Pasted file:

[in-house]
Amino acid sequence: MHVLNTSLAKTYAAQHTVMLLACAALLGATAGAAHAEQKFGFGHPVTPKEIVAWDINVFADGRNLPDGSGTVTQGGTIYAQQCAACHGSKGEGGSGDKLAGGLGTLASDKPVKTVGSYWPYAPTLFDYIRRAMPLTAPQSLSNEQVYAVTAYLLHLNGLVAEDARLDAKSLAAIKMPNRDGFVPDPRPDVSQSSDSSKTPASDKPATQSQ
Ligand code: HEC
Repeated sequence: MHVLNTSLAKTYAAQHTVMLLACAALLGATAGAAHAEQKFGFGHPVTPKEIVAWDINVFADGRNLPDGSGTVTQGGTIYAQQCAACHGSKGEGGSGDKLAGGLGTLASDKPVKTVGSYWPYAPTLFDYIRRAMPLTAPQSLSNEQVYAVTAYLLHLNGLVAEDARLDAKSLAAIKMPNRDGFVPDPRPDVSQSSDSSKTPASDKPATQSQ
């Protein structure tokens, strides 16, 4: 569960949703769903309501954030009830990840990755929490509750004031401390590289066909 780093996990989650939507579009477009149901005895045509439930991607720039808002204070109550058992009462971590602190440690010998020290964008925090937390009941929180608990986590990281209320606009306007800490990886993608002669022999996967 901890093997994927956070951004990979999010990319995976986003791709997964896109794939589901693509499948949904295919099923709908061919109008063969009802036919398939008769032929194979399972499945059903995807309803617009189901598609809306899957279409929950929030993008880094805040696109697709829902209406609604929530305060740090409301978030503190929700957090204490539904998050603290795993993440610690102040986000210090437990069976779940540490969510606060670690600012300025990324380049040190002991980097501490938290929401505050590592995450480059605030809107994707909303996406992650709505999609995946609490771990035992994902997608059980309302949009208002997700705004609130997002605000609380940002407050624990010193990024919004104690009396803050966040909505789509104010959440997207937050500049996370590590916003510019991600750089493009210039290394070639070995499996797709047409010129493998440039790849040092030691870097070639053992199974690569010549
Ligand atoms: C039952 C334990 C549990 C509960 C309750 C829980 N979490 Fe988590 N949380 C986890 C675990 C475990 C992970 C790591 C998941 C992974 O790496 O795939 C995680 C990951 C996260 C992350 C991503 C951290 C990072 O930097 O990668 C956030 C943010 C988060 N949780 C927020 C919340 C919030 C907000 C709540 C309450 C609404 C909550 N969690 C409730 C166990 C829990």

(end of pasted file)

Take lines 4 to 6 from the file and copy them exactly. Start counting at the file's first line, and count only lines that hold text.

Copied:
Repeated sequence: MHVLNTSLAKTYAAQHTVMLLACAALLGATAGAAHAEQKFGFGHPVTPKEIVAWDINVFADGRNLPDGSGTVTQGGTIYAQQCAACHGSKGEGGSGDKLAGGLGTLASDKPVKTVGSYWPYAPTLFDYIRRAMPLTAPQSLSNEQVYAVTAYLLHLNGLVAEDARLDAKSLAAIKMPNRDGFVPDPRPDVSQSSDSSKTPASDKPATQSQ
């Protein structure tokens, strides 16, 4: 569960949703769903309501954030009830990840990755929490509750004031401390590289066909 780093996990989650939507579009477009149901005895045509439930991607720039808002204070109550058992009462971590602190440690010998020290964008925090937390009941929180608990986590990281209320606009306007800490990886993608002669022999996967 901890093997994927956070951004990979999010990319995976986003791709997964896109794939589901693509499948949904295919099923709908061919109008063969009802036919398939008769032929194979399972499945059903995807309803617009189901598609809306899957279409929950929030993008880094805040696109697709829902209406609604929530305060740090409301978030503190929700957090204490539904998050603290795993993440610690102040986000210090437990069976779940540490969510606060670690600012300025990324380049040190002991980097501490938290929401505050590592995450480059605030809107994707909303996406992650709505999609995946609490771990035992994902997608059980309302949009208002997700705004609130997002605000609380940002407050624990010193990024919004104690009396803050966040909505789509104010959440997207937050500049996370590590916003510019991600750089493009210039290394070639070995499996797709047409010129493998440039790849040092030691870097070639053992199974690569010549
Ligand atoms: C039952 C334990 C549990 C509960 C309750 C829980 N979490 Fe988590 N949380 C986890 C675990 C475990 C992970 C790591 C998941 C992974 O790496 O795939 C995680 C990951 C996260 C992350 C991503 C951290 C990072 O930097 O990668 C956030 C943010 C988060 N949780 C927020 C919340 C919030 C907000 C709540 C309450 C609404 C909550 N969690 C409730 C166990 C829990």